Twenty-fifth International Theological Symposium
The University of Navarre’s 25th International Theological Symposium was dedicated to the theme “Sacred Scripture: the ever-relevant Word.” The symposium, held in Pamplona from April 21 to 23, was directed both to theologians and those interested in Biblical studies.
More than a hundred people attended the conferences given by speakers from various universities in Europe and the Near East. One well-known speaker was Jean-Michel Poffet, OP, Director of the French Biblical School of Jerusalem. As its organizer, Professor Gonzalo Aranda, explained, the symposium had as its aims “to reflect on the fact that the Sacred Books, though documents of the past, are contemporaneous with all epochs in the Church,” and “to highlight the Bible’s continuing influence in various sectors of culture, and to explain in so far as possible the reasons for this.”
Professor Aranda reminded his listeners that “the Bible is the most widely distributed book throughout the world. Few families in western civilization are without a copy. Often the Bible is valued for its antiquity, for its moral teachings, and for the history that it narrates. But for the Christian, the Bible should be and is something more. It is the instrument through which one hears today what God tells us about himself and his acting in human history. The reader is invited to become a protagonist in the narrative, which is oriented towards a very hopeful end for man and for the world, symbolically described in the final book of the Bible, the Apocalypse.”
The conferences were organized according to three different ways in which the Sacred Books can be studied: as literary texts, as shapers of the Church’s faith and liturgy, and as an impelling force in Christian spirituality.
Among those taking part in the opening ceremony were Professor Manuel Casado, Vice-rector of the University of Navarre, and Professor Francisco Varo, dean of the School of Theology. The first session focused on the Bible’s presence in literature, art and the theater. Lecturers were Professors Miguel Angel Garrido, from the Committee for Advanced Scientific Research in Madrid; Jean-Michel Poffet, O.P., Director of the French Biblical School of Jerusalem; Enrique Banus, Director of European Studies at the University of Navarre, and Juan Orellana, from the School of Humanities and Communication in the San Pablo-CEU University in Madrid.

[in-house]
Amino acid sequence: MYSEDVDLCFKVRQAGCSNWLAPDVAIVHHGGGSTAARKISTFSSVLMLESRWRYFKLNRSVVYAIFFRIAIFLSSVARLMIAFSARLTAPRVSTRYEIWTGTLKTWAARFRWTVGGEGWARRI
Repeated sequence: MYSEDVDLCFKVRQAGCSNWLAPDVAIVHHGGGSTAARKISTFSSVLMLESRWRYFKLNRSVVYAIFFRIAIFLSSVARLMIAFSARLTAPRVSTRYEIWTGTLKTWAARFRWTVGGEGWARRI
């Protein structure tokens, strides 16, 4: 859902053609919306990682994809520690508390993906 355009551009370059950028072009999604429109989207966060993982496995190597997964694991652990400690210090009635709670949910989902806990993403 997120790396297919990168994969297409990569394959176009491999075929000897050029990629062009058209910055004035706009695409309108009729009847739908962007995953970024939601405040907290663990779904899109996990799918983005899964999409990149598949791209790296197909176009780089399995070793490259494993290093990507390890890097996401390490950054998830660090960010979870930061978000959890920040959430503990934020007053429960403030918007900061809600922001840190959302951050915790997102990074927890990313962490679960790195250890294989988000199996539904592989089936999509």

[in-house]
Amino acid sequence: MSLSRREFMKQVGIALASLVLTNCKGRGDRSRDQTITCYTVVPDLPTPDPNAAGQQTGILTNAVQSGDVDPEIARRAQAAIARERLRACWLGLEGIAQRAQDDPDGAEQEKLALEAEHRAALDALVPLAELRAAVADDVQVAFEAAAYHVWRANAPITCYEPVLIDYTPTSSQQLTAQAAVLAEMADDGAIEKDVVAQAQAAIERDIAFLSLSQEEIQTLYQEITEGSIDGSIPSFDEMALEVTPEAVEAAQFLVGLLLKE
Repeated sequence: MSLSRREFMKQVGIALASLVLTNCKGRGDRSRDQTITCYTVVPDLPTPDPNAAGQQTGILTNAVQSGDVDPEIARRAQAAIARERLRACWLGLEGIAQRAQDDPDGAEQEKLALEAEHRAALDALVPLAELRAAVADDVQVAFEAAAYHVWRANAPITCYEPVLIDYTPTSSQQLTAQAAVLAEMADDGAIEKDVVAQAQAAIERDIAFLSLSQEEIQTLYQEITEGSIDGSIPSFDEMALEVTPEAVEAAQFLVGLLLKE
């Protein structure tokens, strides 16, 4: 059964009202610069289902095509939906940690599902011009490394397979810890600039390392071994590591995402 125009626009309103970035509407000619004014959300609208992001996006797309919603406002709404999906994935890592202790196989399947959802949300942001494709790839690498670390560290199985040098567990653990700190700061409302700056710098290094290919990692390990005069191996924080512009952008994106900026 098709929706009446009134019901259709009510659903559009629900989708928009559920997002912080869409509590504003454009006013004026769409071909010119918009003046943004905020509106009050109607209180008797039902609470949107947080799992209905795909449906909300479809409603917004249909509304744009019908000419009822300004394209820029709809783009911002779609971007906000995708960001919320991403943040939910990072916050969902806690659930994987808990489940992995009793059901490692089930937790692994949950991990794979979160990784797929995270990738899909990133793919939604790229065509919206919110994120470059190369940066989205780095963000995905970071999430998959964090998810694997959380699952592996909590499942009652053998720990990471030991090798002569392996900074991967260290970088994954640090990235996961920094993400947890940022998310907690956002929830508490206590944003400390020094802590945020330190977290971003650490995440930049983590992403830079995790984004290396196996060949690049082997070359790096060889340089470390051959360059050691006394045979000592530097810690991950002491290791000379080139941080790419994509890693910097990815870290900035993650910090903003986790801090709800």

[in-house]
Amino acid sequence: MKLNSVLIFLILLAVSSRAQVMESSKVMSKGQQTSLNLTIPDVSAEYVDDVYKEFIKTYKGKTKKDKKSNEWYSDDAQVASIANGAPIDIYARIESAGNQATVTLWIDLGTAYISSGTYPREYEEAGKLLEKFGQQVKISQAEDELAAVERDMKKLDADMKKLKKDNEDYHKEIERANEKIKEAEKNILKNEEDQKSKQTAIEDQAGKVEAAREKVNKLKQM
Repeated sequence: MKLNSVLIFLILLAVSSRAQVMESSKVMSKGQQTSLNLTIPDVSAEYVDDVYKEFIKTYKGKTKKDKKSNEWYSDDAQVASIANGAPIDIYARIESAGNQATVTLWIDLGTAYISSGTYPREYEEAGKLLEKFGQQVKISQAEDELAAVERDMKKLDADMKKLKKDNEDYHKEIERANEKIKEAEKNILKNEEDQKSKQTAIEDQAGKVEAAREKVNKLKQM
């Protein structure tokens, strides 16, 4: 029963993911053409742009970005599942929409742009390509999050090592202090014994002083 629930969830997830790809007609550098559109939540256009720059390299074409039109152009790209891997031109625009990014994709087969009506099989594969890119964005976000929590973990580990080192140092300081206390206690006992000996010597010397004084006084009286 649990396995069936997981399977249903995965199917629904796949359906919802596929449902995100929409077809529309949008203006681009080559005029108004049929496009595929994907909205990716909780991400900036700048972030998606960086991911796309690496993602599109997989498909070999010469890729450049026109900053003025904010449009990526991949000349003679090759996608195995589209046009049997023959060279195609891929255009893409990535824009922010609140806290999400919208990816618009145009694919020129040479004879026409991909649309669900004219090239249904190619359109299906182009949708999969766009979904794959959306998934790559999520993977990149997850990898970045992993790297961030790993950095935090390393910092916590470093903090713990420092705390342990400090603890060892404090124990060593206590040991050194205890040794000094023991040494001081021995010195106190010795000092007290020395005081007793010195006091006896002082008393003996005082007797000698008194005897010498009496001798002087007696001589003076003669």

The second day of the symposium confronted such topics as Sacred Scripture and the formulation of the faith; the influence of Sacred Scripture on the liturgy; the Bible in the configuration of Judaism and in the first centuries of Christianity. Presenting papers were Professors Ermenegildo Manicardi, President of the Academy of Theological Studies in Bologna; Juan Chapa, Professor of the School of Theology in the University of Navarre; Miguel Perez, President of the Spanish Association of Hebraic and Judaic Studies; Marcelo Merino, Professor of the School of Theology in the University of Navarre; and Paul O’Callaghan, Dean of the School of Theology at the Pontifical University of the Holy Cross in Rome.
The final day was centered on Sacred Scripture’s influence on liturgical spirituality, as well as its repercussions for moral theology and Christian conduct. Taking part in the sessions were Professor Bernardo Estrada, from the Pontifical University of the Holy Cross; Professor Alfredo Lopez-Vallejos, Director of the Delegation for Ecumenism and Interreligious Relations of the Archdiocese of Pamplona; and Theodoro Lopez, Professor of the School of Theology in the University of Navarre.
The closing conference, “The Bible in the Writings of St. Josemaria Escriva,” was given by Professor Francisco Varo, dean of the School of Theology at Navarre, the organizer of the symposium. Professor Varo said that “for St. Josemaria the Gospel is a book that allows one to view deeds of the past which are still active in the present and which the reader is called upon to involve himself in, listening attentively to the words directed to him. St. Josemaria,” he added, “didn’t approach the Bible like a researcher entering a room full of antiquities. When reading the texts he didn’t limit himself to reconstructing past times. On the contrary, he strove to make them come alive and to insert them fully into the cultural and religious debate of each moment.”
The dean concluded by pointing out that for St. Josemaria “Jesus is not merely a person to be admired, whom only a creative imagination could reconstruct amidst the archeological remains of more than two thousand years. Rather He is the risen Christ, who lives now and seeks in our day and age disciples who will live and work at his side, men and women who, identified with Christ, can make him present in the world.”
Romana, No. 38, January-June 2004, p. 86-87.